Five Design Essentials of the Well-Planned Locker Room
By Valerie Bonney
In today's competitive market, a well-appointed locker room makes all the difference in attracting and keeping members and patrons. Whether the locker room space is within a gym, athletic or country club, school or university, enhancing its condition and functionality through good design can help create a better overall experience for users, while achieving operational efficiencies for the facility.
The primary goals of a well-planned floor design is to provide the utmost space utilization while promoting efficient traffic flow, comfortable personal space and high usability. Integrating a central circulation path in the layout should allow adequate room for two people to walk side-by-side. Providing users dry locker spaces that are easy to access, while being semi-private, is ideal, as is situating private or semi-private changing areas in both wet and dry areas.
Traffic patterns also benefit by keeping the wet and dry vanity areas, showers and restrooms in a somewhat close and central location to help minimize dripping water that can cause slips and falls.
It's also important to ensure an unobstructed path to a lit emergency exit door for all patrons, while incorporating Americans with Disabilities Act (ADA) requirements, such as earmarking 48 inches of space around accessible lockers. Locker manufacturers can provide customized floor plans that take into account space, locker size and configuration, and design requirements.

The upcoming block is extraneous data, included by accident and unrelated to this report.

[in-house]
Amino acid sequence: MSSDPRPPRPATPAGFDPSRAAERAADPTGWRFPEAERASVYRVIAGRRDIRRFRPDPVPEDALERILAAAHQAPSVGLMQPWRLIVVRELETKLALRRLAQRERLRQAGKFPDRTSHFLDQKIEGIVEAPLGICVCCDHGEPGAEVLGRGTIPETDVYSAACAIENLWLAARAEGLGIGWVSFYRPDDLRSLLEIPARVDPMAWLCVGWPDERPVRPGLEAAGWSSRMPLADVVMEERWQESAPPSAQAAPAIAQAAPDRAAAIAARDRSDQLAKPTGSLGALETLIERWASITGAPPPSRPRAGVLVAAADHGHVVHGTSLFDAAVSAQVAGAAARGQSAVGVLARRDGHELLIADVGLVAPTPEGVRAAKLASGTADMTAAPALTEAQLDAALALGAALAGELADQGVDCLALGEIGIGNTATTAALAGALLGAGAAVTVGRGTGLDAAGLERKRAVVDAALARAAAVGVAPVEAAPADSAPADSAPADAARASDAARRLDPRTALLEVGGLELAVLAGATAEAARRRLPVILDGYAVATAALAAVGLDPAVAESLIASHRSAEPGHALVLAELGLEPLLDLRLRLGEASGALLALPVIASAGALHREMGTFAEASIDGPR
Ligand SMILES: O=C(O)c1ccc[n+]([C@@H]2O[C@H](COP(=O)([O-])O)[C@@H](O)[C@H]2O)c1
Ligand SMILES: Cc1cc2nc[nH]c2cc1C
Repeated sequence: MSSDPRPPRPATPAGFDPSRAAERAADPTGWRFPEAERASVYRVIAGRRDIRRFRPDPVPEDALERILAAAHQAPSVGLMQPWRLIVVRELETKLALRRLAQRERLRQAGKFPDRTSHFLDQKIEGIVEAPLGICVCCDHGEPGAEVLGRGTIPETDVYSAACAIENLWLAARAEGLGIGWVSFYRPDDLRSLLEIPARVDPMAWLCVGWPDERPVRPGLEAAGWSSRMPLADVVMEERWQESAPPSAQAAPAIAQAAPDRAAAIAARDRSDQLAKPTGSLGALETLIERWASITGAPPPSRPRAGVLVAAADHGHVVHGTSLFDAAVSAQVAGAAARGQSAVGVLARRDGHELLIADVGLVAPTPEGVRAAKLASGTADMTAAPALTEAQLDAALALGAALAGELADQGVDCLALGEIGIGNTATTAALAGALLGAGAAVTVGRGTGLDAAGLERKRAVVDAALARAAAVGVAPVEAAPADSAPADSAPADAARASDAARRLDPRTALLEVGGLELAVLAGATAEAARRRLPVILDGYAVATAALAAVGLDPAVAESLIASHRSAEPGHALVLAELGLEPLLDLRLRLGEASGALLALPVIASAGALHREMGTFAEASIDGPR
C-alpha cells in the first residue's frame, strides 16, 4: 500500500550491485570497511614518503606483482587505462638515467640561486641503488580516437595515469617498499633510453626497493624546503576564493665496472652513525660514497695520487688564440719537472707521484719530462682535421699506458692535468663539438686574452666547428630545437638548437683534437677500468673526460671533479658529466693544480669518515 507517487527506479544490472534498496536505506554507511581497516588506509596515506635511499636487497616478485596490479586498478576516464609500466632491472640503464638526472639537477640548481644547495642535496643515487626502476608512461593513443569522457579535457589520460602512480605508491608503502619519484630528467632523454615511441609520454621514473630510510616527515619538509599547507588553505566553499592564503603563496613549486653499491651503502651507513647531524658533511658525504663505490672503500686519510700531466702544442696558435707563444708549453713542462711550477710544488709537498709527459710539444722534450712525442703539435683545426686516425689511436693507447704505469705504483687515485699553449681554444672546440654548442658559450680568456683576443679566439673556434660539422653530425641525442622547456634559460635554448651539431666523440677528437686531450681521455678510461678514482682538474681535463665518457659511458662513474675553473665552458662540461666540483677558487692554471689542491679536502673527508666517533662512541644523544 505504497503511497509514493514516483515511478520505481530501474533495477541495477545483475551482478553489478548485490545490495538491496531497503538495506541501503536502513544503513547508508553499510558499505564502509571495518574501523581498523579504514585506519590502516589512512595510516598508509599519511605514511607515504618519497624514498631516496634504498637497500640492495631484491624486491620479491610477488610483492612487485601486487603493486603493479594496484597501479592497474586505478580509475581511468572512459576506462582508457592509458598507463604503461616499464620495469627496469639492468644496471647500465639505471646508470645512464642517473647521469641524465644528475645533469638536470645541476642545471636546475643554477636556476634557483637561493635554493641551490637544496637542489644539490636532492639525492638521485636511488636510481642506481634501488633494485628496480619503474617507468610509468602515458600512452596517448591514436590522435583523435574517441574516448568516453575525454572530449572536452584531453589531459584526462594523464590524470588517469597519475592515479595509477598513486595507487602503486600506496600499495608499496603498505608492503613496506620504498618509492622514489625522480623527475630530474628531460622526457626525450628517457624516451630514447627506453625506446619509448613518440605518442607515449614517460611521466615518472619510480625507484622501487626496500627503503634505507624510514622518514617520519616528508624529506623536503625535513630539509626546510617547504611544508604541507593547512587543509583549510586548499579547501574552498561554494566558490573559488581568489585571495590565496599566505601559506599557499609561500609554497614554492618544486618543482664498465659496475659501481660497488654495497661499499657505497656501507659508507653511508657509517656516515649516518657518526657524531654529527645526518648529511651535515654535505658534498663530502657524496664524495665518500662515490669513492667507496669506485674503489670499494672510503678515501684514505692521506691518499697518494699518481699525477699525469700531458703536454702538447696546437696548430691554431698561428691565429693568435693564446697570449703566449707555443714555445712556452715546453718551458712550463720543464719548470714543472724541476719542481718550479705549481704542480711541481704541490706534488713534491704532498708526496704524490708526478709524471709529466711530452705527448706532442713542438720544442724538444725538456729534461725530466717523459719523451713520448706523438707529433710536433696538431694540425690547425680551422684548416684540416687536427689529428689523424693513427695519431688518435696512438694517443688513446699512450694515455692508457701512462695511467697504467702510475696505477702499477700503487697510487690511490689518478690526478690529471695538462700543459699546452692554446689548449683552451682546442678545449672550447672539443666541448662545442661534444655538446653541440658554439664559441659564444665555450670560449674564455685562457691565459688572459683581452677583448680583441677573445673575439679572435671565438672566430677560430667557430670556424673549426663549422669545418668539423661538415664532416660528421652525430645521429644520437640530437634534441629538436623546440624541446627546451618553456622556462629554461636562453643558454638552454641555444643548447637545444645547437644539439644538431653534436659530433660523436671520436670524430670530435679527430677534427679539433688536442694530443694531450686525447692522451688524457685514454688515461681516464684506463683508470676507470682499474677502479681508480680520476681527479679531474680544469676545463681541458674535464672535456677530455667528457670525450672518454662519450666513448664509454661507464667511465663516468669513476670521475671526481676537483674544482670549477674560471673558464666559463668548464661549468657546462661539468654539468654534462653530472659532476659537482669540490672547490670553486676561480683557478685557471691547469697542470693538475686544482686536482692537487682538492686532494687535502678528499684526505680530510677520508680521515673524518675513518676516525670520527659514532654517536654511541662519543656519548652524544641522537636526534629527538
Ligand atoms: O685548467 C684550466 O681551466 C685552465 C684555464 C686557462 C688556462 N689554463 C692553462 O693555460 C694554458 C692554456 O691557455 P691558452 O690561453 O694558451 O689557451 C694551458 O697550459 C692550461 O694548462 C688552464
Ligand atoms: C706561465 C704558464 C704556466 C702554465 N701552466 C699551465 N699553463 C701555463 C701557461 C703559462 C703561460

Durable Locker Materials
Since lockers are the centerpieces of any locker room, the look and durability of the locker material is extremely important. Gone are the days of smelly, dented and rusted-out metal lockers. Solid plastic lockers are a much more durable solution because they will not rust, dent or delaminate, and are ideal for humid or wet environments. Maintenance staff can easily wipe away dirt and graffiti with everyday cleaners. They are also available in a range of shades beyond bland gray or taupe, and can be customized to various specifications and industries.
In addition, plastic lockers foster a quieter user experience, as they don't slam loudly like metal. Also, plastic typically includes recycled content—in some cases 100 percent post-consumer recycled material—and therefore is better for the environment.
Aside from appearance, upkeep and sustainability, there is also a cost difference between plastic and metal lockers. Although plastic lockers have a higher initial cost, over the long run they have a longer lifecycle and are more cost-effective than metal since they don't need painting, door replacement or other maintenance that requires downtime and costs.
Locker Customization Enhances Usage